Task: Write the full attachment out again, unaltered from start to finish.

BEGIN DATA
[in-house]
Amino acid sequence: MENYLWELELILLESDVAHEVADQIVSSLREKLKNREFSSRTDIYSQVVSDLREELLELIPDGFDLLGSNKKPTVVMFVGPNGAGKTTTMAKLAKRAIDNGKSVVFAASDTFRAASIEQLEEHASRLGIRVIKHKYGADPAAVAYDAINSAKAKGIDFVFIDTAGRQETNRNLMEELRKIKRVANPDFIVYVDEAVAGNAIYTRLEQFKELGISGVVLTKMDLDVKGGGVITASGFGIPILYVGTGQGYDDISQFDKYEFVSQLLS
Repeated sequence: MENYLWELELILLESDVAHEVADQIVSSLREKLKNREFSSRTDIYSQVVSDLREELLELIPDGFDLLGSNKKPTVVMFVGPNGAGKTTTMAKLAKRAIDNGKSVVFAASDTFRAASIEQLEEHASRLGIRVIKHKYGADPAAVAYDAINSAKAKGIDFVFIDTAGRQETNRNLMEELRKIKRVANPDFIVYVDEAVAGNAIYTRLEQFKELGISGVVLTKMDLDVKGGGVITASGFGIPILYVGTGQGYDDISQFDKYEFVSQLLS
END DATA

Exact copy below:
[in-house]
Amino acid sequence: MENYLWELELILLESDVAHEVADQIVSSLREKLKNREFSSRTDIYSQVVSDLREELLELIPDGFDLLGSNKKPTVVMFVGPNGAGKTTTMAKLAKRAIDNGKSVVFAASDTFRAASIEQLEEHASRLGIRVIKHKYGADPAAVAYDAINSAKAKGIDFVFIDTAGRQETNRNLMEELRKIKRVANPDFIVYVDEAVAGNAIYTRLEQFKELGISGVVLTKMDLDVKGGGVITASGFGIPILYVGTGQGYDDISQFDKYEFVSQLLS
Repeated sequence: MENYLWELELILLESDVAHEVADQIVSSLREKLKNREFSSRTDIYSQVVSDLREELLELIPDGFDLLGSNKKPTVVMFVGPNGAGKTTTMAKLAKRAIDNGKSVVFAASDTFRAASIEQLEEHASRLGIRVIKHKYGADPAAVAYDAINSAKAKGIDFVFIDTAGRQETNRNLMEELRKIKRVANPDFIVYVDEAVAGNAIYTRLEQFKELGISGVVLTKMDLDVKGGGVITASGFGIPILYVGTGQGYDDISQFDKYEFVSQLLS